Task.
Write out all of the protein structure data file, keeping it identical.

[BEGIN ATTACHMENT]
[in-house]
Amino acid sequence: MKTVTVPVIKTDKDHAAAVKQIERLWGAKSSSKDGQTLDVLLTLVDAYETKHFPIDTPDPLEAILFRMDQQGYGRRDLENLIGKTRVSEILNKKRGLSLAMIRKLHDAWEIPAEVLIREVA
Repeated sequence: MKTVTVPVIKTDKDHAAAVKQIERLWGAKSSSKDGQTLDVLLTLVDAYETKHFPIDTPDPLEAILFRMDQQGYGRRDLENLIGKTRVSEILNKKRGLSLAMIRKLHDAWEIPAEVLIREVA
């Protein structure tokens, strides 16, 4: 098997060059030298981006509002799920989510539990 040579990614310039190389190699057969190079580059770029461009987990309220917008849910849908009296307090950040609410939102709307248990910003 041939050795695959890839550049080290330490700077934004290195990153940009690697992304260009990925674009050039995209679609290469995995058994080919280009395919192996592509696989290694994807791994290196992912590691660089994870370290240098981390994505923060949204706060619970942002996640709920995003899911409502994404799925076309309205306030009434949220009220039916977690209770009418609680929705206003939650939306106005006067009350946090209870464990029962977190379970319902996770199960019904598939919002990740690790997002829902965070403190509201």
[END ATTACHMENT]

[in-house]
Amino acid sequence: MKTVTVPVIKTDKDHAAAVKQIERLWGAKSSSKDGQTLDVLLTLVDAYETKHFPIDTPDPLEAILFRMDQQGYGRRDLENLIGKTRVSEILNKKRGLSLAMIRKLHDAWEIPAEVLIREVA
Repeated sequence: MKTVTVPVIKTDKDHAAAVKQIERLWGAKSSSKDGQTLDVLLTLVDAYETKHFPIDTPDPLEAILFRMDQQGYGRRDLENLIGKTRVSEILNKKRGLSLAMIRKLHDAWEIPAEVLIREVA
């Protein structure tokens, strides 16, 4: 098997060059030298981006509002799920989510539990 040579990614310039190389190699057969190079580059770029461009987990309220917008849910849908009296307090950040609410939102709307248990910003 041939050795695959890839550049080290330490700077934004290195990153940009690697992304260009990925674009050039995209679609290469995995058994080919280009395919192996592509696989290694994807791994290196992912590691660089994870370290240098981390994505923060949204706060619970942002996640709920995003899911409502994404799925076309309205306030009434949220009220039916977690209770009418609680929705206003939650939306106005006067009350946090209870464990029962977190379970319902996770199960019904598939919002990740690790997002829902965070403190509201």